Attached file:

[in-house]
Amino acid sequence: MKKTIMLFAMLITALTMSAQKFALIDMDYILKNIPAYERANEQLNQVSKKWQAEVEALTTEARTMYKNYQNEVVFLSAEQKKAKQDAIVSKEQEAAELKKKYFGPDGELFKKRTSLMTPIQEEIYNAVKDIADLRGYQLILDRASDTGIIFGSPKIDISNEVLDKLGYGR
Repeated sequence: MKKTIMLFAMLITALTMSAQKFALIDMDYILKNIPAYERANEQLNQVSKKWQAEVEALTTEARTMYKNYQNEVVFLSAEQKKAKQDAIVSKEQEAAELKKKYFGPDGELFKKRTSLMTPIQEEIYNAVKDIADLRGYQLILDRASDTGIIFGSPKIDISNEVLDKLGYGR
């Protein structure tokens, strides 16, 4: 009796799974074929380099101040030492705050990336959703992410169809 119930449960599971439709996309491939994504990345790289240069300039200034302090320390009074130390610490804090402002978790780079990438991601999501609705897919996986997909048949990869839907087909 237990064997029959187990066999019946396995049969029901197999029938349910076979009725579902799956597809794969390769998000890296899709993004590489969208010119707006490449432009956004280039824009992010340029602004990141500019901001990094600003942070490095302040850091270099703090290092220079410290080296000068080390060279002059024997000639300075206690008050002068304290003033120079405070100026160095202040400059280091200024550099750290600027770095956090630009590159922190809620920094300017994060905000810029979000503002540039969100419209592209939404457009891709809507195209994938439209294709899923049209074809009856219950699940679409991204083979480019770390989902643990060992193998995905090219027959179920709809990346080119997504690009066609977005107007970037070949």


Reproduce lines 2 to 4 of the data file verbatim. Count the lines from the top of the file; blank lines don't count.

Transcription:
Amino acid sequence: MKKTIMLFAMLITALTMSAQKFALIDMDYILKNIPAYERANEQLNQVSKKWQAEVEALTTEARTMYKNYQNEVVFLSAEQKKAKQDAIVSKEQEAAELKKKYFGPDGELFKKRTSLMTPIQEEIYNAVKDIADLRGYQLILDRASDTGIIFGSPKIDISNEVLDKLGYGR
Repeated sequence: MKKTIMLFAMLITALTMSAQKFALIDMDYILKNIPAYERANEQLNQVSKKWQAEVEALTTEARTMYKNYQNEVVFLSAEQKKAKQDAIVSKEQEAAELKKKYFGPDGELFKKRTSLMTPIQEEIYNAVKDIADLRGYQLILDRASDTGIIFGSPKIDISNEVLDKLGYGR
């Protein structure tokens, strides 16, 4: 009796799974074929380099101040030492705050990336959703992410169809 119930449960599971439709996309491939994504990345790289240069300039200034302090320390009074130390610490804090402002978790780079990438991601999501609705897919996986997909048949990869839907087909 237990064997029959187990066999019946396995049969029901197999029938349910076979009725579902799956597809794969390769998000890296899709993004590489969208010119707006490449432009956004280039824009992010340029602004990141500019901001990094600003942070490095302040850091270099703090290092220079410290080296000068080390060279002059024997000639300075206690008050002068304290003033120079405070100026160095202040400059280091200024550099750290600027770095956090630009590159922190809620920094300017994060905000810029979000503002540039969100419209592209939404457009891709809507195209994938439209294709899923049209074809009856219950699940679409991204083979480019770390989902643990060992193998995905090219027959179920709809990346080119997504690009066609977005107007970037070949």